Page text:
Volatility Is Where You Find It

Is equity market volatility high or low? The answer to that question depends on where you look. Realized volatility in July, based on the annualized standard deviation of daily returns for the S&P 500® Index, was less than 12%. That’s below average. The Cboe® Volatility Index (the VIX®) averaged less than 18 in July – also below average. Investors who look no further than those two statistics may conclude that volatility is low. However, looking beyond these numbers reveals a unique opportunity for investment strategies that utilize index options with the goals of lowering risk and enhancing risk adjusted return.

Diving into sector-specific volatilities reveals that below the relatively calm surface, the equity market is more turbulent. The trailing 30-day realized volatility of each of the 11 industry sectors that comprise the S&P 500® Index simultaneously registered higher volatility than the broader index for a portion of July. While not unprecedented, this has only happened about 22% of the time over the last 10 years. The correlation, or lack thereof, across the market’s undercurrents has a significant impact on the degree to which underlying volatility rises to the surface. Not surprisingly, correlation across S&P 500® Index stocks was below average in July, as it has been over the course of 2021.

The VIX® futures curve also illustrates that the measure of volatility is a function of where you look for it. Since peaking in March 2020, the VIX® Index has declined – as can be seen in the month-end VIX® closing prices featured at the front-end of each curve in Figure 1. It was above its long-term average as 2020 came to a close but was below its long-term average at the end of June 2021 and remained below-average at the end of July 2021.

Market observers who note that implied volatility has “normalized” are often referring to the combination of the downtrend in the VIX® and the shifting VIX® futures curve from inverted in the second and third quarters of 2020 to flat at the end of 2020 and finally to its typical upward-sloping form more recently. While the term structure of implied volatility as depicted in the VIX® futures curve has “normalized”, it is not “normal.” In fact, it is quite abnormal in an important way. While it is typical for the VIX® term structure to slope upward, it is very rare for near-term volatility pricing to be below average while longer-term pricing is above average. The grey shading in Figure 2 shows that less than 11% of the time from October 2006 through February 2021, the VIX® futures term structure featured a Month 6 contract priced above average while the VIX® price was below its long-term average of 19.49. This rare steepness has now been a feature of implied volatility term structure for five consecutive months as of July 2021.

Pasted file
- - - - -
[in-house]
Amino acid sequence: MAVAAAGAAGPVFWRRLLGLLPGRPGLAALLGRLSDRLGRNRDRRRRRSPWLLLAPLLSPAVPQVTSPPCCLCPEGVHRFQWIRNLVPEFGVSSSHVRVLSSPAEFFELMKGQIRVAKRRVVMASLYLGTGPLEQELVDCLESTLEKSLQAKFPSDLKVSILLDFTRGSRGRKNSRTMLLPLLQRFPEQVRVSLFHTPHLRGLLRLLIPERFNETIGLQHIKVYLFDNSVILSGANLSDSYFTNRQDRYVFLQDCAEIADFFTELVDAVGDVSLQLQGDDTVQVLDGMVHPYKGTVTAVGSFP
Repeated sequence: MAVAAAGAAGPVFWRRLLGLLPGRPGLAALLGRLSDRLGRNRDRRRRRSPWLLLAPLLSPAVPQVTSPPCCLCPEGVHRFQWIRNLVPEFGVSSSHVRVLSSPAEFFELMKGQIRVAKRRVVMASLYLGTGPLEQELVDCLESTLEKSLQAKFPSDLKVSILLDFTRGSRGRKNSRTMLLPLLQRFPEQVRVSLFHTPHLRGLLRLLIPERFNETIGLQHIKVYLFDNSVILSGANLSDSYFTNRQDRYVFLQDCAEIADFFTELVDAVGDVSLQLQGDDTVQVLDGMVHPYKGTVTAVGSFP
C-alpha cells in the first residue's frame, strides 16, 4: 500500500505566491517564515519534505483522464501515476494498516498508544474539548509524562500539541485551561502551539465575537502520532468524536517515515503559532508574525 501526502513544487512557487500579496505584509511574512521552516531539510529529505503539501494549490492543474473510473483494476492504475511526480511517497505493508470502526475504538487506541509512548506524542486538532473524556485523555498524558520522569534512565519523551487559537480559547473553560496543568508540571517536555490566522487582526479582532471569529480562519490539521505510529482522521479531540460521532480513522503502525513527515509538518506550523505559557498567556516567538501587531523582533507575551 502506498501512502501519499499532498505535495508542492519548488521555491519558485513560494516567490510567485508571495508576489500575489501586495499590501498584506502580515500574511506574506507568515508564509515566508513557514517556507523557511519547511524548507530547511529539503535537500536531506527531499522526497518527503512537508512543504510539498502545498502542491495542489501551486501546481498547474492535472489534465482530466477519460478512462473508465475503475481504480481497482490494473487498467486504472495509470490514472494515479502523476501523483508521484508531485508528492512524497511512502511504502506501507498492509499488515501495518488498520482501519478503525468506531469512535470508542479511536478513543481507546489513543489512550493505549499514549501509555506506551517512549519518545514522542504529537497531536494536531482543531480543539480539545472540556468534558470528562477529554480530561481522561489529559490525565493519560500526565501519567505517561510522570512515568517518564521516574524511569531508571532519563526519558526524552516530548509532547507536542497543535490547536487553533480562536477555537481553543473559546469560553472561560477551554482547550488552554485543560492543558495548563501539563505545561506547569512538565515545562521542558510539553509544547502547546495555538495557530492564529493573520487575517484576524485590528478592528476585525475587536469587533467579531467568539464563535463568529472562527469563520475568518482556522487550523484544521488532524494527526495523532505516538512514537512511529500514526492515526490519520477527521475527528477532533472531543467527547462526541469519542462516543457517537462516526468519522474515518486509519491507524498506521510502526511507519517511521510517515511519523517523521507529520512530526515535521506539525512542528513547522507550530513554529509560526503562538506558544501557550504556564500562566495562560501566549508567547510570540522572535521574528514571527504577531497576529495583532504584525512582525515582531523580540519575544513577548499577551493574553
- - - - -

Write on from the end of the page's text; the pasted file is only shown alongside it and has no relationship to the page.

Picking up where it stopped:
What accounts for the unusual steepness of the VIX® futures term structure? While it is difficult to know with certainty, longer-dated volatility contracts appear to reflect intermediate-term risks such as inflation and the potential economic impact of spreading COVID variants, while the short-end of the curve seems to suggest the expectation that the low correlation environment may continue in the near-term.

To the extent the term structure of implied volatility pricing is a forecast, it is rarely an accurate one. A comparison of the VIX® futures curve shape at year-end 2019 and its shape at mid-year 2020 is a stark example of how quickly it can change and how inaccurate it can be. How long current conditions may persist is unknown. Correlation relationships can change suddenly; for example, an uptick from current levels could result in a dramatic change in surface-level realized volatility and a potential rise in the VIX®. On the other hand, and the other end of implied volatility term structure, the potential impact of inflation and COVID variants may not be as significant as some investors fear. What is discernable from the study of volatility pricing is that the equity market remains highly dynamic, and that risk and uncertainty remain, even during periods of relative calm.

The shape of the VIX® futures term structure is reflected in the term structure of S&P 500® Index option prices. The current market dynamic creates potential opportunities for active index option managers who have the flexibility to shift the focus of their option writing across expirations over time. Gateway’s approach combines decades of experience in options markets and flexible active management within a consistent risk framework. Gateway is uniquely positioned to assist investors seeking attractive long-term returns with less risk than equity markets and will remain vigilant, ready to respond as market conditions change.

*For more information and access to additional insights from Gateway Investment Advisers, LLC, please visit www.gia.com/insights.